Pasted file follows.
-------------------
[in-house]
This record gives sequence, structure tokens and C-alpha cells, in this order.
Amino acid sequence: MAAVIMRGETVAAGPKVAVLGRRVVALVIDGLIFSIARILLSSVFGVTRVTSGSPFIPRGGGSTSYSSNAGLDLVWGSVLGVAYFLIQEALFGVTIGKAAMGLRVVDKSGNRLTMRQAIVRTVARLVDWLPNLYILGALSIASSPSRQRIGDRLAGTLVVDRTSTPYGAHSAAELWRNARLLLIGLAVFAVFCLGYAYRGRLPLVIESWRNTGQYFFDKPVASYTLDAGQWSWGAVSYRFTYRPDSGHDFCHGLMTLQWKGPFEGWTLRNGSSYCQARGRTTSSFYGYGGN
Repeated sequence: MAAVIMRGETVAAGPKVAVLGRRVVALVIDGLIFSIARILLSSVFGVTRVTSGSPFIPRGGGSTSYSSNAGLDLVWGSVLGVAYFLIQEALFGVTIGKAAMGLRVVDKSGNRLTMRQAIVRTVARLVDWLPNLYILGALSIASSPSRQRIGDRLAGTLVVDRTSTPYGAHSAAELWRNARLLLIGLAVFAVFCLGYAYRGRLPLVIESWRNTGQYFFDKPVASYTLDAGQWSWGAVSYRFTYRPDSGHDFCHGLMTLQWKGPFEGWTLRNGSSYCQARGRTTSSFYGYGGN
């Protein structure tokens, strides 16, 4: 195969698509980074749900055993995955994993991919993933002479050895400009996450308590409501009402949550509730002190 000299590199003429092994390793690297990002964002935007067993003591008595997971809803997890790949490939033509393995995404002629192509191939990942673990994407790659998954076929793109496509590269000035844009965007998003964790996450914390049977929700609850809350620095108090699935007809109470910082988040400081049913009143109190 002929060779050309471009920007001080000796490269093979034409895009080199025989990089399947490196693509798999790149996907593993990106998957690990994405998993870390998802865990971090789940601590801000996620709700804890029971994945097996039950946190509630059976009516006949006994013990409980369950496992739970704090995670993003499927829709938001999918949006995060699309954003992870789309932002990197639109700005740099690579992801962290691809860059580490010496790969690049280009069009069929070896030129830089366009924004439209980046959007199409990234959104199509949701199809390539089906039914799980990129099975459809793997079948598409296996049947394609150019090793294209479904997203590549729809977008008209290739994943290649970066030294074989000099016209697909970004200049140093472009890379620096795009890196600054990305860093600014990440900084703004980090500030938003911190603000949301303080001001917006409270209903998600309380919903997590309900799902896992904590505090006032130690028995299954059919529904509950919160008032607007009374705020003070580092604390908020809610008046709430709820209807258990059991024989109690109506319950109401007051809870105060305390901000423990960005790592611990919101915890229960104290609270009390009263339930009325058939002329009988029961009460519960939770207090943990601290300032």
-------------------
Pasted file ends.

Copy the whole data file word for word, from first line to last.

[in-house]
This record gives sequence, structure tokens and C-alpha cells, in this order.
Amino acid sequence: MAAVIMRGETVAAGPKVAVLGRRVVALVIDGLIFSIARILLSSVFGVTRVTSGSPFIPRGGGSTSYSSNAGLDLVWGSVLGVAYFLIQEALFGVTIGKAAMGLRVVDKSGNRLTMRQAIVRTVARLVDWLPNLYILGALSIASSPSRQRIGDRLAGTLVVDRTSTPYGAHSAAELWRNARLLLIGLAVFAVFCLGYAYRGRLPLVIESWRNTGQYFFDKPVASYTLDAGQWSWGAVSYRFTYRPDSGHDFCHGLMTLQWKGPFEGWTLRNGSSYCQARGRTTSSFYGYGGN
Repeated sequence: MAAVIMRGETVAAGPKVAVLGRRVVALVIDGLIFSIARILLSSVFGVTRVTSGSPFIPRGGGSTSYSSNAGLDLVWGSVLGVAYFLIQEALFGVTIGKAAMGLRVVDKSGNRLTMRQAIVRTVARLVDWLPNLYILGALSIASSPSRQRIGDRLAGTLVVDRTSTPYGAHSAAELWRNARLLLIGLAVFAVFCLGYAYRGRLPLVIESWRNTGQYFFDKPVASYTLDAGQWSWGAVSYRFTYRPDSGHDFCHGLMTLQWKGPFEGWTLRNGSSYCQARGRTTSSFYGYGGN
């Protein structure tokens, strides 16, 4: 195969698509980074749900055993995955994993991919993933002479050895400009996450308590409501009402949550509730002190 000299590199003429092994390793690297990002964002935007067993003591008595997971809803997890790949490939033509393995995404002629192509191939990942673990994407790659998954076929793109496509590269000035844009965007998003964790996450914390049977929700609850809350620095108090699935007809109470910082988040400081049913009143109190 002929060779050309471009920007001080000796490269093979034409895009080199025989990089399947490196693509798999790149996907593993990106998957690990994405998993870390998802865990971090789940601590801000996620709700804890029971994945097996039950946190509630059976009516006949006994013990409980369950496992739970704090995670993003499927829709938001999918949006995060699309954003992870789309932002990197639109700005740099690579992801962290691809860059580490010496790969690049280009069009069929070896030129830089366009924004439209980046959007199409990234959104199509949701199809390539089906039914799980990129099975459809793997079948598409296996049947394609150019090793294209479904997203590549729809977008008209290739994943290649970066030294074989000099016209697909970004200049140093472009890379620096795009890196600054990305860093600014990440900084703004980090500030938003911190603000949301303080001001917006409270209903998600309380919903997590309900799902896992904590505090006032130690028995299954059919529904509950919160008032607007009374705020003070580092604390908020809610008046709430709820209807258990059991024989109690109506319950109401007051809870105060305390901000423990960005790592611990919101915890229960104290609270009390009263339930009325058939002329009988029961009460519960939770207090943990601290300032």